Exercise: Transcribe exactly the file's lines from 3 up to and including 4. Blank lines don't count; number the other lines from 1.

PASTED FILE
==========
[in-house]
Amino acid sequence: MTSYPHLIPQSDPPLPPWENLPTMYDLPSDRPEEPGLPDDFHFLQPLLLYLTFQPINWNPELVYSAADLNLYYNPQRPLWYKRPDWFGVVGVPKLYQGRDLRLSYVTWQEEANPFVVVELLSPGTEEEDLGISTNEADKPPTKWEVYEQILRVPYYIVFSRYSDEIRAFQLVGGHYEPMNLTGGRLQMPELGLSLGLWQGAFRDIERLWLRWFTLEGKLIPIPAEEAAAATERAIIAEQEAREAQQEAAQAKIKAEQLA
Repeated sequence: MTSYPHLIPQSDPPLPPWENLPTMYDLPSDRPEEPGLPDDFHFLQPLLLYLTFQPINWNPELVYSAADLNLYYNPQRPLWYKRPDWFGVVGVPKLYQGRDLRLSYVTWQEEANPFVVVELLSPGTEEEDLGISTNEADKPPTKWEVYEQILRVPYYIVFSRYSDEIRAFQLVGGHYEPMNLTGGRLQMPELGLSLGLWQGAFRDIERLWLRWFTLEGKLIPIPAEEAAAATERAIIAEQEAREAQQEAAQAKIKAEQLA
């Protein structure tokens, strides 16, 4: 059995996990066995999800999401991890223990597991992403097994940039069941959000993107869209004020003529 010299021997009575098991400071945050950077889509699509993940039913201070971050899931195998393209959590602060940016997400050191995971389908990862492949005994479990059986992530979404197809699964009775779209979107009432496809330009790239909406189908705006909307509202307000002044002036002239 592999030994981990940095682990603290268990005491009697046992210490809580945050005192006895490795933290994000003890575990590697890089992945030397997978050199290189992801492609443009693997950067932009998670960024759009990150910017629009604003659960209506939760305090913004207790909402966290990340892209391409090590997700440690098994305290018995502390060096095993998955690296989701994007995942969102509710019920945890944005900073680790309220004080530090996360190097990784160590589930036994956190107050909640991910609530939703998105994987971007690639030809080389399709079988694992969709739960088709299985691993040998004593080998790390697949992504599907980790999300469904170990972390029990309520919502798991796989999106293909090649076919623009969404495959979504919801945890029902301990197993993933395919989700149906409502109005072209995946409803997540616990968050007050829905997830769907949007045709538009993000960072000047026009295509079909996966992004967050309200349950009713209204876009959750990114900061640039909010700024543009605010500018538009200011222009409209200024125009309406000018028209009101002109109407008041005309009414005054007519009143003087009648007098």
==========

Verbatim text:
Repeated sequence: MTSYPHLIPQSDPPLPPWENLPTMYDLPSDRPEEPGLPDDFHFLQPLLLYLTFQPINWNPELVYSAADLNLYYNPQRPLWYKRPDWFGVVGVPKLYQGRDLRLSYVTWQEEANPFVVVELLSPGTEEEDLGISTNEADKPPTKWEVYEQILRVPYYIVFSRYSDEIRAFQLVGGHYEPMNLTGGRLQMPELGLSLGLWQGAFRDIERLWLRWFTLEGKLIPIPAEEAAAATERAIIAEQEAREAQQEAAQAKIKAEQLA
């Protein structure tokens, strides 16, 4: 059995996990066995999800999401991890223990597991992403097994940039069941959000993107869209004020003529 010299021997009575098991400071945050950077889509699509993940039913201070971050899931195998393209959590602060940016997400050191995971389908990862492949005994479990059986992530979404197809699964009775779209979107009432496809330009790239909406189908705006909307509202307000002044002036002239 592999030994981990940095682990603290268990005491009697046992210490809580945050005192006895490795933290994000003890575990590697890089992945030397997978050199290189992801492609443009693997950067932009998670960024759009990150910017629009604003659960209506939760305090913004207790909402966290990340892209391409090590997700440690098994305290018995502390060096095993998955690296989701994007995942969102509710019920945890944005900073680790309220004080530090996360190097990784160590589930036994956190107050909640991910609530939703998105994987971007690639030809080389399709079988694992969709739960088709299985691993040998004593080998790390697949992504599907980790999300469904170990972390029990309520919502798991796989999106293909090649076919623009969404495959979504919801945890029902301990197993993933395919989700149906409502109005072209995946409803997540616990968050007050829905997830769907949007045709538009993000960072000047026009295509079909996966992004967050309200349950009713209204876009959750990114900061640039909010700024543009605010500018538009200011222009409209200024125009309406000018028209009101002109109407008041005309009414005054007519009143003087009648007098």